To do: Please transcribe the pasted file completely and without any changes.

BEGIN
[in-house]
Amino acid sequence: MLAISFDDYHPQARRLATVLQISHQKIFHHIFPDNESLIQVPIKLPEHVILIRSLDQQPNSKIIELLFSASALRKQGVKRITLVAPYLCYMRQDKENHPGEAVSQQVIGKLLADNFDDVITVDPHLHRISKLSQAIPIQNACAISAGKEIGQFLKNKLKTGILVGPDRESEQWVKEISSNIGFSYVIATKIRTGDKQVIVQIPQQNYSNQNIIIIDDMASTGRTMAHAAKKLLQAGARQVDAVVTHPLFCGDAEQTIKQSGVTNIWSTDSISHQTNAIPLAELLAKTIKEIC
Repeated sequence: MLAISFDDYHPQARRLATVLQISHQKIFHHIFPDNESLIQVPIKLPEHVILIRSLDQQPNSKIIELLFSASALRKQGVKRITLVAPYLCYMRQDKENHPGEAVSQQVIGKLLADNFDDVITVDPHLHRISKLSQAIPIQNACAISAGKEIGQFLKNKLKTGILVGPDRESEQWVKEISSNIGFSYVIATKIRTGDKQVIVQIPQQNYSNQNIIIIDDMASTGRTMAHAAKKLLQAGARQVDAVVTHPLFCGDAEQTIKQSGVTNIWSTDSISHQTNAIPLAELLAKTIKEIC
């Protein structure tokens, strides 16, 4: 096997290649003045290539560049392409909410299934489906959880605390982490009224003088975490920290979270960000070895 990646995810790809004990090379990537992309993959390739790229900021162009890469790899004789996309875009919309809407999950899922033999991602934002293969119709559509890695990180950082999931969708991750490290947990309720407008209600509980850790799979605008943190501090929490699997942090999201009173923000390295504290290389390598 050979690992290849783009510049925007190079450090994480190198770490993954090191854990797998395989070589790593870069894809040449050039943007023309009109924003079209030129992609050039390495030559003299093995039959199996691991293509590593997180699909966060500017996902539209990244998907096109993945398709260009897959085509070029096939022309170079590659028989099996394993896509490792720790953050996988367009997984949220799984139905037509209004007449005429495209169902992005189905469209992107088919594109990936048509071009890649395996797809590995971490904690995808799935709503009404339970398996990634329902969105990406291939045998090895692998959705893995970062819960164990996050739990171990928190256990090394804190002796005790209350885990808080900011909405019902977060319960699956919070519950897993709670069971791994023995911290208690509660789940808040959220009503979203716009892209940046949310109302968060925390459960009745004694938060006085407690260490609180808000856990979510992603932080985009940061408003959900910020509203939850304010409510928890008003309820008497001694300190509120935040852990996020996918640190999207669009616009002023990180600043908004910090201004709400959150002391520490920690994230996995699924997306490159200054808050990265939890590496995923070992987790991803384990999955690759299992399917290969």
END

[in-house]
Amino acid sequence: MLAISFDDYHPQARRLATVLQISHQKIFHHIFPDNESLIQVPIKLPEHVILIRSLDQQPNSKIIELLFSASALRKQGVKRITLVAPYLCYMRQDKENHPGEAVSQQVIGKLLADNFDDVITVDPHLHRISKLSQAIPIQNACAISAGKEIGQFLKNKLKTGILVGPDRESEQWVKEISSNIGFSYVIATKIRTGDKQVIVQIPQQNYSNQNIIIIDDMASTGRTMAHAAKKLLQAGARQVDAVVTHPLFCGDAEQTIKQSGVTNIWSTDSISHQTNAIPLAELLAKTIKEIC
Repeated sequence: MLAISFDDYHPQARRLATVLQISHQKIFHHIFPDNESLIQVPIKLPEHVILIRSLDQQPNSKIIELLFSASALRKQGVKRITLVAPYLCYMRQDKENHPGEAVSQQVIGKLLADNFDDVITVDPHLHRISKLSQAIPIQNACAISAGKEIGQFLKNKLKTGILVGPDRESEQWVKEISSNIGFSYVIATKIRTGDKQVIVQIPQQNYSNQNIIIIDDMASTGRTMAHAAKKLLQAGARQVDAVVTHPLFCGDAEQTIKQSGVTNIWSTDSISHQTNAIPLAELLAKTIKEIC
């Protein structure tokens, strides 16, 4: 096997290649003045290539560049392409909410299934489906959880605390982490009224003088975490920290979270960000070895 990646995810790809004990090379990537992309993959390739790229900021162009890469790899004789996309875009919309809407999950899922033999991602934002293969119709559509890695990180950082999931969708991750490290947990309720407008209600509980850790799979605008943190501090929490699997942090999201009173923000390295504290290389390598 050979690992290849783009510049925007190079450090994480190198770490993954090191854990797998395989070589790593870069894809040449050039943007023309009109924003079209030129992609050039390495030559003299093995039959199996691991293509590593997180699909966060500017996902539209990244998907096109993945398709260009897959085509070029096939022309170079590659028989099996394993896509490792720790953050996988367009997984949220799984139905037509209004007449005429495209169902992005189905469209992107088919594109990936048509071009890649395996797809590995971490904690995808799935709503009404339970398996990634329902969105990406291939045998090895692998959705893995970062819960164990996050739990171990928190256990090394804190002796005790209350885990808080900011909405019902977060319960699956919070519950897993709670069971791994023995911290208690509660789940808040959220009503979203716009892209940046949310109302968060925390459960009745004694938060006085407690260490609180808000856990979510992603932080985009940061408003959900910020509203939850304010409510928890008003309820008497001694300190509120935040852990996020996918640190999207669009616009002023990180600043908004910090201004709400959150002391520490920690994230996995699924997306490159200054808050990265939890590496995923070992987790991803384990999955690759299992399917290969």